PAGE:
Gonorrhea linked to male bladder cancer risk

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bladder cancerGonorrhea, a common sexually transmitted infection, can double the risk of bladder cancer in men, researchers said on Tuesday.

Earlier studies had already suggested a link and scientists from the Harvard School of Public Health in Massachusetts who monitored the health of 51,529 American men found 286 cases of bladder cancer in men who had had the infection.

"We observed a two-fold increase in bladder cancer risk among men with a history of Gonorrhea," said Dr Dominique Michaud, the lead author of the research reported in the British Journal of Cancer.

The link was stronger for invasive and advanced bladder cancer, which is more serious and difficult to treat, and among smokers.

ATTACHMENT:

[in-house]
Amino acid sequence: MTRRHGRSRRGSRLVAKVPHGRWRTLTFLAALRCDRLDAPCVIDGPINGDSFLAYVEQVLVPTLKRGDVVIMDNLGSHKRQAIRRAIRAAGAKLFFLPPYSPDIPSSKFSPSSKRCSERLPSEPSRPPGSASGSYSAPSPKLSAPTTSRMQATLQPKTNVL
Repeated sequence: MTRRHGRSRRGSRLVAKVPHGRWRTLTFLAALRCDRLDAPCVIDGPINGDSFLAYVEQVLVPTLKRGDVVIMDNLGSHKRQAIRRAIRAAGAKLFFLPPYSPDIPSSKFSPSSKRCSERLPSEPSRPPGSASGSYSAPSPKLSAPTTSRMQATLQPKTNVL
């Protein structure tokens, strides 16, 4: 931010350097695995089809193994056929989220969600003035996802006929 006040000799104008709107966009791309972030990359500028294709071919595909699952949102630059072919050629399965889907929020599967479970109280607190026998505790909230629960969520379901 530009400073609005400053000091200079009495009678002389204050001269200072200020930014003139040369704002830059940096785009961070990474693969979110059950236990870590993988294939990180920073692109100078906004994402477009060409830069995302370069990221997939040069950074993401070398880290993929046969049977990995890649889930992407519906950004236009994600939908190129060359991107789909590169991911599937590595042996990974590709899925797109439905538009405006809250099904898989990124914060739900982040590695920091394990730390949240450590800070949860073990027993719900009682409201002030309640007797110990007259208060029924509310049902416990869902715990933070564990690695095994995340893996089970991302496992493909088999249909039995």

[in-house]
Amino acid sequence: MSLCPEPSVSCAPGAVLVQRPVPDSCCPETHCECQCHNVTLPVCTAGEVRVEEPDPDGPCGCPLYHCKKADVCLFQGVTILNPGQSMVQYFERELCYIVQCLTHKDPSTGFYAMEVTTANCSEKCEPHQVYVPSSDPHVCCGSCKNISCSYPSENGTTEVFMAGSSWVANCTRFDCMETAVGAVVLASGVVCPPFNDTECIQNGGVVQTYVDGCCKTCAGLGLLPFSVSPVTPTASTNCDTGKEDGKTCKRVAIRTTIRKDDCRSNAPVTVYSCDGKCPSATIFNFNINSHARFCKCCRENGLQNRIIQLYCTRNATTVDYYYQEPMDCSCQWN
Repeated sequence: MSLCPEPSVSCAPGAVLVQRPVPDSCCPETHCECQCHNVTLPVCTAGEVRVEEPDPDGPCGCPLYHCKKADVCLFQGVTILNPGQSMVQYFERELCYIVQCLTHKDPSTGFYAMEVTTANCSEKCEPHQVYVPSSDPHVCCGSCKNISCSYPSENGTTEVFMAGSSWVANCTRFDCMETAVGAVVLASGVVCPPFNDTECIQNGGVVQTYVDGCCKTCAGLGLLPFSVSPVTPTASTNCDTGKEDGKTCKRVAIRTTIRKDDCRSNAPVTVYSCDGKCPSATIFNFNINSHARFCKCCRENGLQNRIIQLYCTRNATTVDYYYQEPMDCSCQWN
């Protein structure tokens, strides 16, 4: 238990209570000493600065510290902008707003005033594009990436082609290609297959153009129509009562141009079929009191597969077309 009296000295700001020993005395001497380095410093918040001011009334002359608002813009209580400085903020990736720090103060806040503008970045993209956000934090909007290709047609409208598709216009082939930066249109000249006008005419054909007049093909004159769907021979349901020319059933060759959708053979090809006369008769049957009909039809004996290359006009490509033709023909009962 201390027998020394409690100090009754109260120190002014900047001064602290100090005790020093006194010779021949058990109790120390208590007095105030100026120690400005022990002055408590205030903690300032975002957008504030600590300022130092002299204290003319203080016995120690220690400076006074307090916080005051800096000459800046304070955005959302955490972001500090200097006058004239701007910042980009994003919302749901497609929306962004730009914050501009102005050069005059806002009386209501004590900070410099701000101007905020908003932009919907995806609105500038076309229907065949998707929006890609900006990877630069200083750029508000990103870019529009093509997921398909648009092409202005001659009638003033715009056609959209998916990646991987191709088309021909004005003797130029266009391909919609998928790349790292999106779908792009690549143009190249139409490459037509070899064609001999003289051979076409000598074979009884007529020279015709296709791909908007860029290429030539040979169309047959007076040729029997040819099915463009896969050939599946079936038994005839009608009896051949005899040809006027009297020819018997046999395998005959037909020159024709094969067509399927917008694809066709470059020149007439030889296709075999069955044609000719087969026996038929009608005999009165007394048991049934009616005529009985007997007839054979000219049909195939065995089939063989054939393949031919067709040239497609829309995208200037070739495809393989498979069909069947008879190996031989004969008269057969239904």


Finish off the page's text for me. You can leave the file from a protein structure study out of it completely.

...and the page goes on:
Bladder cancer is the ninth most common cancer worldwide. Smoking is a leading cause of the disease and accounts for 65 percent of cases in men and 30 percent in women, according to the International Agency for Research on Cancer (IARC) in Lyon, France.

"Gonorrhea is an infection that often recurs, causing local inflammation and symptoms such as incomplete emptying of the bladder. The inflammation itself or the associated symptoms could be contributing to the development of bladder cancer," Michaud said.

Professor John Toy, of the charity Cancer Research UK, said the findings strengthen the suspected linked between Gonorrhea and bladder cancer in men.

"The next step is to confirm whether the increased risk could be caused directly by the Gonorrhea infection or its symptoms," he said in a statement.

Copyright © 2007 Reuters Limited

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